Thursday, January 30, 2014

How to Fix a Stack Rank System: An Open Letter to the Next Microsoft CEO

With reports of a new CEO on the horizon I wanted to take some time as an x-msftie to give a foot soldier's perspective on fixing the performance review system - core to fostering great talent.

Recently, Microsoft did away with the dreaded stack rank – the system that forces all performance reviews to a curve with fixed ratios of low, adequate and high performers.  However, this may be overkill.

From my time in engineering and field teams it is clear that the biggest issue with the stack rank is each team is fitted to pretty much the same curve.  In the diagram below you can see that each team gets the same amount of rewards to play with - regardless of the team's performance as a whole.  This means that a rockstar team will have to give around the same number of reviews as a failing one. 

The reason for this is to create an organization wide standard that brings consistency to the review process across their 100k+ employees.  However, it creates perverse incentives where great performers will be paid more to contribute to weak teams than strong ones.  Great steadily revert to the mean as they compete to be mediocre +1.  Failing teams over reward the complacent best of the worst.

However, this isn’t the fault of the system – it’s just a failure of implementation.  Here’s how to get it right: 

1. Product P&L

When I was at Microsoft there were about 22 layers of management between a salesman and an engineer. The only person with true cross-functional P&L for those two individuals is the CEO (true fact).  This prevents any hard accountability from being enforced.   Products need to be re-structured into independent silos.   The organization needs to be restructured into GM-level accountabilities directly responsible for revenue.  While this will make collaboration more difficult, it does
prevent dead wood from accumulating and killing organizations.

2. Trickle-down stack.

A normal distribution can’t be assumed for all of your teams – simply put there will be good and bad performers.  So plan for it.  Each organization with P&L should be fitted to a curve (see below). 

Placement on this curve should dictate the skew of the distribution of reviews given within each team.  E.G. If you crushed it this year – everyone should be able to be rewarded.  If you failed, many more of you should get the axe.  This process will quickly filter people into superstar teams and remove deadwood quickly.

3. Intrepreneurship

As companies grow, they seem to deliberately remove incentives for employees to make revolutionary breakthroughs.   The intent is to avoid destabilizing an organization.  However, the result is always a stagnant top-heavy organization that is doomed to be overtaken by a younger rival (see disruptive innovation). In order to steadily create new products, individual employees needs to have the incentive and resources to break away from existing product teams to create their own.   When engineers only see a ~10% variation in compensation there isn't incentive to do 10x better work or be innovative.

The Next Step for Founders/Engineers: How to Get Traction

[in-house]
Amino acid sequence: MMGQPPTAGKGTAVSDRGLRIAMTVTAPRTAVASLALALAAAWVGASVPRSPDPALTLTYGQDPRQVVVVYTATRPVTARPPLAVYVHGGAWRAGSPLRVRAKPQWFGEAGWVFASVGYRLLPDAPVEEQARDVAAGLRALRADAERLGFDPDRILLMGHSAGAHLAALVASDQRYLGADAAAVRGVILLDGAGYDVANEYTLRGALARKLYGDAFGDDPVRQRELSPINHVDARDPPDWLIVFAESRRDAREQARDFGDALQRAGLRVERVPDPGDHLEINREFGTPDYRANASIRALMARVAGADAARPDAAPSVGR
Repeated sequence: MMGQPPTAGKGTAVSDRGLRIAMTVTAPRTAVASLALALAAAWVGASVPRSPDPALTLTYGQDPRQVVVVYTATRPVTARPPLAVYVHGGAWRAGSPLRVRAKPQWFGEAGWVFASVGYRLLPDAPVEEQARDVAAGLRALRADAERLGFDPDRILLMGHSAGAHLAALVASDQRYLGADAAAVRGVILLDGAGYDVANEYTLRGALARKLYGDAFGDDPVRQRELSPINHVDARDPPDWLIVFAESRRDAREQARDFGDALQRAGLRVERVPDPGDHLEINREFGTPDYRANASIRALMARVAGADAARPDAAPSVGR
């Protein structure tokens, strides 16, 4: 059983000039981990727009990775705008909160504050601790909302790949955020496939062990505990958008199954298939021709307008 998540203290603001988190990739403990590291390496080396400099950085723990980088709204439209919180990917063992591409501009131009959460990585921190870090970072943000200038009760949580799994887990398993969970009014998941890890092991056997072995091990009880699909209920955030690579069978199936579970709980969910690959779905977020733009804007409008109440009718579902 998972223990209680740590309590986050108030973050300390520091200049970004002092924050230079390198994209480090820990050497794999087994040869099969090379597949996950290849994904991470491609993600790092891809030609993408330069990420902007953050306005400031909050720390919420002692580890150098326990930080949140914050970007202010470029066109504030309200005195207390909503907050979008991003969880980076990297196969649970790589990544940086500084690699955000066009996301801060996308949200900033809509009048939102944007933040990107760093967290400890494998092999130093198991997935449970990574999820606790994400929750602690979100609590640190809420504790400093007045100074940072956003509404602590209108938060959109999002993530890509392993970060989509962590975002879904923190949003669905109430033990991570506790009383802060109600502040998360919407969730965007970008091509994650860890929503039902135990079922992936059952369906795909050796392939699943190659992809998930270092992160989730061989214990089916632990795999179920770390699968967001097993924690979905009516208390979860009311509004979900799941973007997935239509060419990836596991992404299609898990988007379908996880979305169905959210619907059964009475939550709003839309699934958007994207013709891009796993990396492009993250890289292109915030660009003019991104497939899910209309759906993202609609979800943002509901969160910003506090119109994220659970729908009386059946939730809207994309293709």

I had a great time talking with the hackers at The Next Step for Founders/Engineers: How to Get Traction (thanks Optimizely for hosting!).  As I was taking notes I was struck by how the different varied based on stage of the business.  So, here’s a breakdown of the nights top gems (IMHO) by stage of company it is relevant to:

Pre-product – you have an intuition about a product or idea you want confirm

  • ID your customer – don’t waste time talking with or using feedback from people who won't buy – they are not relevant.
  • Use a list – email your personal and professional contacts directly to get your initial users
    • My favorite tools for managing customer conversations are Boomerang, Excel, and Contastic (of course)
  • Go narrow and personal (direct emails/in person conversations) and only go broad (twitter/ads/content marketing) when you've scaled to hundreds of users.

Pre-Revenue – you have some users and are now looking for ways to find people who will pay

  • Move to micro communities of under 100 people (i.e. Linkedin groups, FB, Techendo)
  • Add a buy button for a couple days to see if people will click it.  This demonstrates clear willingness to pay.
  • In the early stages the founder is more valuable than the product.  The product will be weak - people are betting on you to make it better.

Post-Revenue – you’re off to the races with product market fit and are looking for ways to grow

  • Reference customers.  For Optimizely having the Starbucks logo was a key demonstrate of credibility. 
  • Use twitter to meet and research people.  Find common interests to connect over.
  • **cameo from Pete Koomen (Founder Optimizely) – force people to unsubscribe by emailing you ask them. They got invested enough to be annoyed.  Find out why.
After the talk I got quite a few questions about sales.  Here’s what early stage founders need to know:
  1. Use a list (keep it in Excel, Paper, Google Docs).  Just make it simple and and continually keep it up to date with you you talked to, what they said, and what the next step is.
  2. For (Every sales call) {close a sale, get a feature request, or disqualify;  If (disqualified or sold) {ask for a an intro to a new prospect;}}
  3. Stay in touch.  Jupiter research estimates 50% of qualified leads aren't ready to buy.  Just keep asking and a large proportion will convert (Contastic was made for this).